Surface water producing channels on a construction site can result in flooding. Flooding provides a high risk within construction for numerous reasons. The construction site itself as well as equipment or materials can be extremely damaged by floods, increasing the incurred costs of this natural disaster. Equipment may experience overhauls, or need parts replacing, leading to expensive fees. Construction can also be severely delayed by floods. For this reason, construction experts will benefit from understanding the risk of this destructive force.
The need for careful flood risk management within the construction industry is becoming more prevalent as the industry progresses. In turn, the development of flood resilient construction methods is becoming more widely studied. However, the broad range of construction styles, as well as fluctuating levels of flood risks means there are still many areas to be considered. Despite this, it is evident that the construction field will likely experience an uptake of flood resilient materials. Until flood resilient technologies are progressed, there are various methods that can be employed to minimise disastrous results from flooding.
Flood prevention methods – an overview
A safe scheme of work must be planned before using any construction plant equipment. The health and safety on a construction site is the responsibility of the construction firm. Construction sites that are near to rivers or coasts are not the only sites at risk of flooding. All construction professionals can profit from assessing the flood risk on the site and developing a water management plan. Lack of water management plan in case of a flood, may result in expensive machinery being written off. Additionally, plans where sediment/silt run off could be a problem would benefit from creating an erosion and sediment control plan. This plan could comprise data including property boundaries and contour descriptions.
In order to assess the flood risks of a construction site, numerous factors must be considered. Watercourses near to the site and the flood history in the area must be researched. Routes to water must be identified, as well as areas of potential erosion. These issues can be researched using flood maps. It is important to note, however, that even if there are no water sources nearby and the area has never flooded, it is to possible for a flood to occur.
Designers and planners will account for the risk of flooding on the building itself. However, the task that many construction firms face is finding the best way to prevent the flooding of the site. Buildings under construction may lack the standard measures that would typically protect them from disaster, meaning they are at risk of extensive damage. The first easy step to take would be to check there are no restrictions on the site that would cause the water to build up into large puddles. This can be done through keeping paths and exits clear and open. Additionally, steps should be taken to avoid pipes bursting from frozen water causing them to burst. Running water through the pipes can prevent water from freezing and expanding.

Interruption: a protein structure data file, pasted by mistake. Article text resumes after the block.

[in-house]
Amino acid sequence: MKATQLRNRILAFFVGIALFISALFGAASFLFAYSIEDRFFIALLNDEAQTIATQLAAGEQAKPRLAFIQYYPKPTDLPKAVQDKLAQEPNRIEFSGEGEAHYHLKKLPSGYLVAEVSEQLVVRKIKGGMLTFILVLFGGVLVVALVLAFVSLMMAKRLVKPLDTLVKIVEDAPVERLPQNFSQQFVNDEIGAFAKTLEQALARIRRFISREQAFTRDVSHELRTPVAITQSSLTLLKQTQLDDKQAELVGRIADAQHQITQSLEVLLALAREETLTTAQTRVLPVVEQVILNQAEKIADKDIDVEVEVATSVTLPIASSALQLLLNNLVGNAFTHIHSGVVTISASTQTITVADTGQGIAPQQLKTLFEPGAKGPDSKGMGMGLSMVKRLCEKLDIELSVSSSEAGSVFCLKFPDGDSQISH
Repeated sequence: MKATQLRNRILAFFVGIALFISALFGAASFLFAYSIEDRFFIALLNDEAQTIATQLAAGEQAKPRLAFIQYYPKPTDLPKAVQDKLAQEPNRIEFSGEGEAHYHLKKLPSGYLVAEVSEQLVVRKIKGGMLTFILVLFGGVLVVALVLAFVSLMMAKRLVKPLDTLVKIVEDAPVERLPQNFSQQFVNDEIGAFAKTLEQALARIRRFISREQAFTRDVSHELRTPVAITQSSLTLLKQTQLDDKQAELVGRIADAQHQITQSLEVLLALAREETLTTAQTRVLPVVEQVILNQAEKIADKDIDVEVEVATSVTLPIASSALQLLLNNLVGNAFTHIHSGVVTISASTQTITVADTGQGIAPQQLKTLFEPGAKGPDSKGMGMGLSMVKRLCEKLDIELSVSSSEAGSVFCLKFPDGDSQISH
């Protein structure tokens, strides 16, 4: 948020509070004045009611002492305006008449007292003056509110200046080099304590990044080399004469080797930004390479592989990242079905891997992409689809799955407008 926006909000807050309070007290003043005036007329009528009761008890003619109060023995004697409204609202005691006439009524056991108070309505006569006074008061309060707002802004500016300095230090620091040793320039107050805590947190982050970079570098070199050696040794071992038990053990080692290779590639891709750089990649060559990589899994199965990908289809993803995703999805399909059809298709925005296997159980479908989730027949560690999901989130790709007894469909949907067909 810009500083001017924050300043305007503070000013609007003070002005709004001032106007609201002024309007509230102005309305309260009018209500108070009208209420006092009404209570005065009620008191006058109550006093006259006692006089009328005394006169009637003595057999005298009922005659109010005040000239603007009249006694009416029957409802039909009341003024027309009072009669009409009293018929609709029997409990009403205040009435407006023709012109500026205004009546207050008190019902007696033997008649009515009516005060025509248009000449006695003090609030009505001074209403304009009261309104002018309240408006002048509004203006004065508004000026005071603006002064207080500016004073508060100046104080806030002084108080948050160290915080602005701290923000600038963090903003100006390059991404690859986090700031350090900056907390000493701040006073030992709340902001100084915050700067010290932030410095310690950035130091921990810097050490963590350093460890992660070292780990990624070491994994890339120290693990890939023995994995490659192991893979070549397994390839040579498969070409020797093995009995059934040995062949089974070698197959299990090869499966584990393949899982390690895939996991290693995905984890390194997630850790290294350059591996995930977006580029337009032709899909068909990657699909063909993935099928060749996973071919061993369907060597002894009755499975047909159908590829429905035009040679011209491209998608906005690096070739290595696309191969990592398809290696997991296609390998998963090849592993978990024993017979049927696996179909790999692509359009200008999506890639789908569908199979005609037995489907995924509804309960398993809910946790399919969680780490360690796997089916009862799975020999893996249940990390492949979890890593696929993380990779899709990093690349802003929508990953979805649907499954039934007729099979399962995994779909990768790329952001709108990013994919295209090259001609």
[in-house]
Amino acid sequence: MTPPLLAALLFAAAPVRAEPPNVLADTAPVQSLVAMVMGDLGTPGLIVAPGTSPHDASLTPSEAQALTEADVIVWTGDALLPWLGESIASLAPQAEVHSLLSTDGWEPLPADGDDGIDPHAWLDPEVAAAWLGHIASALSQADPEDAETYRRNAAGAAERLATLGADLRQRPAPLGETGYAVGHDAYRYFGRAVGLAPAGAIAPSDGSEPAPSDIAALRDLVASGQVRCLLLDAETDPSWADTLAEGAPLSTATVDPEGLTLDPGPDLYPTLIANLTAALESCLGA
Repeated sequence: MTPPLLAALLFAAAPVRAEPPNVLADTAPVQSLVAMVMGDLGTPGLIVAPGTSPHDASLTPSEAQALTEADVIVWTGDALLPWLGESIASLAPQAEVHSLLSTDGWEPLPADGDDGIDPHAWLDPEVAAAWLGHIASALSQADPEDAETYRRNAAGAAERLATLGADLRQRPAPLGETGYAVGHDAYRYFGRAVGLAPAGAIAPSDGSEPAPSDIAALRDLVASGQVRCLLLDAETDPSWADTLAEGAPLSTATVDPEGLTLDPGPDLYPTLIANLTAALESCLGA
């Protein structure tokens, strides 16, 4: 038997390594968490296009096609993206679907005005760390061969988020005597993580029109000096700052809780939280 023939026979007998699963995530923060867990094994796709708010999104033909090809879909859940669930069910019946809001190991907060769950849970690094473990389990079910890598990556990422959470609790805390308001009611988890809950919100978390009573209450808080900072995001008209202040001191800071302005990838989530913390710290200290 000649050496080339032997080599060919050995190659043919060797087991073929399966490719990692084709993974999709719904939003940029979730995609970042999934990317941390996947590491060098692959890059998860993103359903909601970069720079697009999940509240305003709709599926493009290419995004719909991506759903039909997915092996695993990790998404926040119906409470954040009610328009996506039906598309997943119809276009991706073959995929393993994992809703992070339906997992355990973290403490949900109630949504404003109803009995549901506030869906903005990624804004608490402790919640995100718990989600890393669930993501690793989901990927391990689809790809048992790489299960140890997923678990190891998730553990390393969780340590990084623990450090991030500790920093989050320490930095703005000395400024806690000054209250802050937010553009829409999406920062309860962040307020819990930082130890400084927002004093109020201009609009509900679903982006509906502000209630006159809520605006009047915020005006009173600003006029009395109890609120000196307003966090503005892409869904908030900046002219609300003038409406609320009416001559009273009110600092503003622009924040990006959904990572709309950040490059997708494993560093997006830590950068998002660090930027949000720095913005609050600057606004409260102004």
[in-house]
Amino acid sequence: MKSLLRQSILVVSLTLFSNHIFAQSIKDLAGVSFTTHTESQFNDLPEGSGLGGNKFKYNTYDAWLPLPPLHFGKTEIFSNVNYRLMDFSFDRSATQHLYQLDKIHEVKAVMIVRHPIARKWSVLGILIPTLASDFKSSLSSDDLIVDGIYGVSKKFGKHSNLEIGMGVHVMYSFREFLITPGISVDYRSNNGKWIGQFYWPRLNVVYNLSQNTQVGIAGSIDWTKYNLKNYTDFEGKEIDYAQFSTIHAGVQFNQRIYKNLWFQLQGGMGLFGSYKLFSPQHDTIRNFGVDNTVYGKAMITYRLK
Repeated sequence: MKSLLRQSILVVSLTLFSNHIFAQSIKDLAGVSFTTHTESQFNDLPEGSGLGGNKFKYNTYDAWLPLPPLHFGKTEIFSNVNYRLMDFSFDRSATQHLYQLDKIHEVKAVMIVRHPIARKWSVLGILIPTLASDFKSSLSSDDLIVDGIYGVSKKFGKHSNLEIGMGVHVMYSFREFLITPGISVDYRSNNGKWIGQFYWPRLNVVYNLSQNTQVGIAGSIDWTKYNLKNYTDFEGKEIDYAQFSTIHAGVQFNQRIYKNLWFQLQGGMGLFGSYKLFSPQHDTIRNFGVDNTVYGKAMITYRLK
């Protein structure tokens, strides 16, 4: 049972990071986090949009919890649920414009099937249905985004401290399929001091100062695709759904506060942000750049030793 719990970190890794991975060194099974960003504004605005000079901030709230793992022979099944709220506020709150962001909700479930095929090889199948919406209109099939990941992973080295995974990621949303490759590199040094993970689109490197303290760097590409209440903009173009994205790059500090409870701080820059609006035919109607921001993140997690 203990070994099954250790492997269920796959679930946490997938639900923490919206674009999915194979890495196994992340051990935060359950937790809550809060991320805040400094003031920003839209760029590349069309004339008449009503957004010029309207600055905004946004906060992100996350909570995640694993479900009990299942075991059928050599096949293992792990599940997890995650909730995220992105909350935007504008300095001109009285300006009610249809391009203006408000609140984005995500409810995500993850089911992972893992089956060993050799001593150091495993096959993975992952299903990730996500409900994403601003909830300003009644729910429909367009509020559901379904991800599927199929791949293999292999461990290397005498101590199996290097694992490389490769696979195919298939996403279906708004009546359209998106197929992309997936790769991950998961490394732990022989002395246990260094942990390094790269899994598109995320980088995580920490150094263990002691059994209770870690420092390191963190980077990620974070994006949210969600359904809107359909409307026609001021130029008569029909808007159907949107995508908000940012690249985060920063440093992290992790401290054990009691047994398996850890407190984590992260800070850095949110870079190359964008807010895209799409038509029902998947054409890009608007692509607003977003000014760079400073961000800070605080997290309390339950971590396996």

The company responsible for the construction site should have emergency evacuation procedures in place. These procedures should include methods for workers to be able to leave quickly and easy. Plans to avoid the impacts of erosion should also be considered. For example, sustainable drainage systems can be a very effective approach to avoiding flooding on construction sites if they are planned and designed correctly. It is the responsibility of the site manager to ensure that these drainage systems are not threatened by construction activity. Moreover, if a flood is suspected to occur, it may be wise to have a water drainage pump on site.
Machinery, where possible, should be moved to higher elevations. This is where it would be useful to be aware of past flooding history, as safe areas could be designated. For heavy machinery that can’t be transported to higher locations, exposed metal surfaces should be coated with grease. It’s possible that flooding may lead to sediment run off, which in turn effects the contour of the land. This may lead to overturning, so it is important to ensure all heavy machinery is as stable as possible at all times.
Whilst materials such as concrete are water resilient, and steel construction material may not be damaged by water, other materials may be damaged. For example, plasterboard or composite wood will be damaged by water. Electrical and mechanical equipment will also need to be moved to safe locations if a flooding is expected. Flooding is one of the few natural disasters that may come with a warning. If a flood is suspected, evaluate the materials that need to be kept dry. Portable barriers can also be erected in order to prevent damage from floods, such as sandbags or flood walls.
If a construction site has been affected by flooding, there are various things to remember:
- Flood water may contain sewage and diseases. Do not wade in the water.
- Water must be pumped out and drained before the construction site can be entered.
- Pressure washing is an efficient way of thoroughly cleaning plant equipment.
- Electrical problems may not be evident straight away.
- The steps you should follow after a flood varies on the machines and level of flooding.
- An insurer and authorised machinery dealer should be consulted before attempting repairs.
- Do not start any equipment until it is checked by a qualified mechanic.
- Starting a flood-affected engine may lead to serious impairment to the internal engine mechanisms.
- Consider using a water drainage pump.
For further information on how to avoid your construction site being flooded, as well as what to do if a flood has occurred, look at the Health and Safety Executive (HSE) website. Additionally, the environment agency has useful tips on flooding and related issues.